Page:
[Screen goes completely blank and mood music begins as opening credits are shown. A long sequence of credits, one after another, will soon appear on the black screen. "Mood music" is generic background music for a mystery/suspense film. It remains very muffled.]

DOUG: And -BOOM!- right to the credits!

JENNY: I love that. I love that shift. It's just so...

DOUG: I know. I know. It's just... film, film, film... and BOOM! right to the opening credits. Without missing a...

JENNY: You don't miss a...

DOUG: A single beat.

JENNY: It's so... powerful, that way. The credits actually become a part of...

DOUG: They're a part of the movie. I know. They become a part of this thing that we're creating. This piece. It's very...

JENNY: Well, it's very intense, for one thing. It's very organic.

[As names appear on screen, they will occasionally respond to them.]

DOUG: I know. And that's one thing... for all you future movie-makers out there.. that's one thing you really don't hear too much about is the structure of the opening credits...

JENNY: [in response to one of the names flashing on the screen.] Joel Radford. Absolutely brilliant in this...

DOUG: I actually attended film school for... for several semesters... and I honestly don't remember one professor taking the time to talk about how you structure the opening credits to make them a PART of the film, as opposed to some... distraction...

JENNY: [in response to another name on the screen] Andrew Caskie. We just called him Andy on the set. Just... Andy.

DOUG: Ideally, the credits shouldn't be an interruption. There's no reason... And I think you'll find that's one of the things that today's film-makers...

JENNY: Robert Hugh... another great actor... wonderful to work with... a real professional.

DOUG: There's a real movement toward incorporating the opening credits into the piece that you're creating... and by "incorporating" I don't necessarily mean that it has to be overt...

JENNY: [Now simply reading along with the credits..] Mark Simpson... Chloe Gardner...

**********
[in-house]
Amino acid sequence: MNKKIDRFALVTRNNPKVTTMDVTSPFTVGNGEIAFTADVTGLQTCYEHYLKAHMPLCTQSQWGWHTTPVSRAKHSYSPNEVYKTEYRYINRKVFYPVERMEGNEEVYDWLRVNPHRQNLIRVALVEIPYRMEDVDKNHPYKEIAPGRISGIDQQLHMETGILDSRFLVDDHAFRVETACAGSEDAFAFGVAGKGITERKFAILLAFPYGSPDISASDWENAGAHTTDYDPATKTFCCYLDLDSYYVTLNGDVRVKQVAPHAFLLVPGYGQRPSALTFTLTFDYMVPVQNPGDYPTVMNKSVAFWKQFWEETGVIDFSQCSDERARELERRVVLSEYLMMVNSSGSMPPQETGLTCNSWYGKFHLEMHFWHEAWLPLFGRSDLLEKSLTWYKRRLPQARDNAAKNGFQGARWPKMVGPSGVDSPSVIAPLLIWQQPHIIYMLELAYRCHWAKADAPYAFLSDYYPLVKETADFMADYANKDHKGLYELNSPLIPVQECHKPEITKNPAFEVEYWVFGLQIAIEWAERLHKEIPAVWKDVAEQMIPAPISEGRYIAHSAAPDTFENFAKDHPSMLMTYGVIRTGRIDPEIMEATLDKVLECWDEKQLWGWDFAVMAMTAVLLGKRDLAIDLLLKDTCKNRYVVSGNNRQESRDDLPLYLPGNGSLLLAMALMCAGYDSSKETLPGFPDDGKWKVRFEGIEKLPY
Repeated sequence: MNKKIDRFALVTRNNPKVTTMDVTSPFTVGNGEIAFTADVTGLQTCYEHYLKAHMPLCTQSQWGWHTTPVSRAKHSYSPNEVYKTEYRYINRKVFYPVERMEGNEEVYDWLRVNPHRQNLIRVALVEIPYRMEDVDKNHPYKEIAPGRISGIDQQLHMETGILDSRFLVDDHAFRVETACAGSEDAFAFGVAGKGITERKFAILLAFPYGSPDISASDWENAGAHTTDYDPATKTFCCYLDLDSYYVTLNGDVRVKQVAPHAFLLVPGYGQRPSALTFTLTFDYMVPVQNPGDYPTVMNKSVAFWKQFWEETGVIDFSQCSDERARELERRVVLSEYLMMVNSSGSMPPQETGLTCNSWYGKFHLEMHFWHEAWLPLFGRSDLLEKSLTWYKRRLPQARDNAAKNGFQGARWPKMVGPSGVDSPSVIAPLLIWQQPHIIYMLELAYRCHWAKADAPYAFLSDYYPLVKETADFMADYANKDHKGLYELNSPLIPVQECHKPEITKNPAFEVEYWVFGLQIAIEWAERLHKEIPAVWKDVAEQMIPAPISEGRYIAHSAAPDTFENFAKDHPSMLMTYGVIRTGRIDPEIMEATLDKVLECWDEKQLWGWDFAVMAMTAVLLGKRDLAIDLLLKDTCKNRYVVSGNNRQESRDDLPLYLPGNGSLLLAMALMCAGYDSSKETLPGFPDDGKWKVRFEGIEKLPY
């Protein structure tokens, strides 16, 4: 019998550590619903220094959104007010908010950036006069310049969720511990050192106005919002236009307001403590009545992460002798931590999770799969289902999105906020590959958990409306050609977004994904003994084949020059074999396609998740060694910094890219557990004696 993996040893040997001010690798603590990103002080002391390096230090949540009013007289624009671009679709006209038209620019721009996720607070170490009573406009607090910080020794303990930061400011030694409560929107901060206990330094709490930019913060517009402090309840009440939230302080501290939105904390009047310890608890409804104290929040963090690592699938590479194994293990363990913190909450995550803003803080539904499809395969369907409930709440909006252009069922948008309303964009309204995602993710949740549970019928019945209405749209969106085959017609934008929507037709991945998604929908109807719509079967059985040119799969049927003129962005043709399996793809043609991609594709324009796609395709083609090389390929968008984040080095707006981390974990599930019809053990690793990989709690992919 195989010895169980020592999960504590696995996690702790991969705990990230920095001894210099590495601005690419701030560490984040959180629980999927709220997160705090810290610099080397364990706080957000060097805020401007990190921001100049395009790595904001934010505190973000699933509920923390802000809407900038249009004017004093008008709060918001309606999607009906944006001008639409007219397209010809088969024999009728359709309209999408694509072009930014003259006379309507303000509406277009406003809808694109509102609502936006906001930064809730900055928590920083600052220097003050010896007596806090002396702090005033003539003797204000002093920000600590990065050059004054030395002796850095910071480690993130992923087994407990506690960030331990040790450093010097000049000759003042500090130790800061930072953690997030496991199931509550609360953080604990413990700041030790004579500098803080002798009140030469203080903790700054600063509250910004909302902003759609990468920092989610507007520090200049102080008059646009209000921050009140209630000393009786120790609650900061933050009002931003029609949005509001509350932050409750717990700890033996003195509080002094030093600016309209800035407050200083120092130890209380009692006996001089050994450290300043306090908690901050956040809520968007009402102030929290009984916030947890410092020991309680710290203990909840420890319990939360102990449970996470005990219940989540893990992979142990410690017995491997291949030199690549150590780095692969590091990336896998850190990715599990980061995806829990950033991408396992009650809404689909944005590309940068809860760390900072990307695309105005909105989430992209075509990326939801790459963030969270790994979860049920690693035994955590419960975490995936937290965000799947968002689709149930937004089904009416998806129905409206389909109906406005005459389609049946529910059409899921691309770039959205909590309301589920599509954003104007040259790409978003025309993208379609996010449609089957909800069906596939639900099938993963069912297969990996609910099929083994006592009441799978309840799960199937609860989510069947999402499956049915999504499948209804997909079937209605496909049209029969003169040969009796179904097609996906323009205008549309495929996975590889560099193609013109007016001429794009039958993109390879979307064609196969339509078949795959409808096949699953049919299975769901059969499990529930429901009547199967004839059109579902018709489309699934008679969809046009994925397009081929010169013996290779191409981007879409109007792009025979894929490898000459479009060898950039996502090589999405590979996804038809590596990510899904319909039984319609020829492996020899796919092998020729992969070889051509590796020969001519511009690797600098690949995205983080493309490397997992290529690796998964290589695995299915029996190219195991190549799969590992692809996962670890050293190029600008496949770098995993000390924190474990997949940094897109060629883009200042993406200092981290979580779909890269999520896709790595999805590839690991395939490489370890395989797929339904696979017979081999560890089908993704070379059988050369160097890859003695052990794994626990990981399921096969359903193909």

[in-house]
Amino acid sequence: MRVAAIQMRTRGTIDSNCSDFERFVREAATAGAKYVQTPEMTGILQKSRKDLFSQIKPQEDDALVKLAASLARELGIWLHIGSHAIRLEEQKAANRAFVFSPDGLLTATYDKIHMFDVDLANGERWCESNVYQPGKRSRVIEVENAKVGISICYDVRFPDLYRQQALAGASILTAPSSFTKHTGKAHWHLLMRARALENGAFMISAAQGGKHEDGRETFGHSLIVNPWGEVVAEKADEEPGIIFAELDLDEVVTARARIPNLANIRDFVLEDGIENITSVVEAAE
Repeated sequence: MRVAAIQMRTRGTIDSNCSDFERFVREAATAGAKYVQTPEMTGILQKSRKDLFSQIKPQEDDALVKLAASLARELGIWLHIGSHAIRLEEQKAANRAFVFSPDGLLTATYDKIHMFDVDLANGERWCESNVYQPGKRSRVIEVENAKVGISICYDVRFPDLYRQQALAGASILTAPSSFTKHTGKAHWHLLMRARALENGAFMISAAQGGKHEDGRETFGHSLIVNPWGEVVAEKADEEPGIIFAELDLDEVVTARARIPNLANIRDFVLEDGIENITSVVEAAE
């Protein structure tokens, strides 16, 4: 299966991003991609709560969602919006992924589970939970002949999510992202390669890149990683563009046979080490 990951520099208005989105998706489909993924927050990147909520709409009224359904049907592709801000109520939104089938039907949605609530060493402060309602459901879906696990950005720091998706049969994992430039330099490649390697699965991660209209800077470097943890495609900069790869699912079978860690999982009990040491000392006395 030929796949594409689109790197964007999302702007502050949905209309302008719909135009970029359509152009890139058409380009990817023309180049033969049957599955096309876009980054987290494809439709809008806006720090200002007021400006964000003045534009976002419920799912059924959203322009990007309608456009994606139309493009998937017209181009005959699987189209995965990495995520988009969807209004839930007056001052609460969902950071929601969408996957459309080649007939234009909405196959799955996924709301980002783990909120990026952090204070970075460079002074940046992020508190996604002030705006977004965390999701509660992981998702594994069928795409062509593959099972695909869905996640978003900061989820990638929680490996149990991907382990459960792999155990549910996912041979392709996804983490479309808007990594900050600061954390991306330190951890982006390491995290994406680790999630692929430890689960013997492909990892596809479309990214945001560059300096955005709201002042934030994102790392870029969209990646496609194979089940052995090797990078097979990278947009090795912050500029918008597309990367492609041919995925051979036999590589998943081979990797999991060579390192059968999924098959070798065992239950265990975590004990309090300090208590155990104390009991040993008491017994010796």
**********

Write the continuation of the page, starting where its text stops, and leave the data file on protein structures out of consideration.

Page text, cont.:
DOUG: It can be quite subtle at times. As with what I've done here. I've managed to incorporate the credits into the piece... the background music, the pacing of the credits, even the font that I very specifically chose to blend in with the mood that I'm creating here... a feeling of, anything can happen. Strictly anything.

JENNY: Robin...

DOUG: I think that's something you're going to be seeing a lot more of in the future, too... at least, I certainly hope so...

JENNY: Alexis...

DOUG: She was really great.

JENNY: [waking from her credits-reading trance] Hm?

DOUG: Alexis. She was a real...

JENNY: Oh, yeah. A total professional. From start to finish.

DOUG: Never...

JENNY: Never a word of complaint, either. Just a real... trooper.

[JENNY's name finally comes up]

DOUG: Look! There you are!

JENNY: That's me.

[Long beat as credits continue]

DOUG: Really a... a great bunch of people.

JENNY: Outstanding. Just.. a lot of fun to work with.

[Credits continue]

JENNY and DOUG: [Both reading aloud with the credits] Cathy Finklestein.

[Beat]

JENNY: [Despite her best efforts, her enthusiasm is gradually waning. She's running out of things to say about these people.] She was really... a pleasure to work with.

DOUG: A total pleasure. A real...

JENNY: A real professional.

[The next few credits pass without comment.]

TO BE CONTINUED...
-----------------------------
Next Week: Back to doing weekly reviews and a look at some very cool stuff coming up in June! I hope you all enjoyed my vacation as much as I did!

3 comments:

JK said...

O'SMATTOM is one of my most favorite movies ever, such a great cast.

Paul said...

Yes, and I've heard that they were really great to work with. Real professionals, from start to finish.

I'm pleased to announce, by the way, that there is a second part to this, which was written back when the first part was written, but now I am also working on a third commentary for the millenium edition of O'SMATTOM.

JK said...

Excellent! I hope there will be new insights about the catering of the shoot.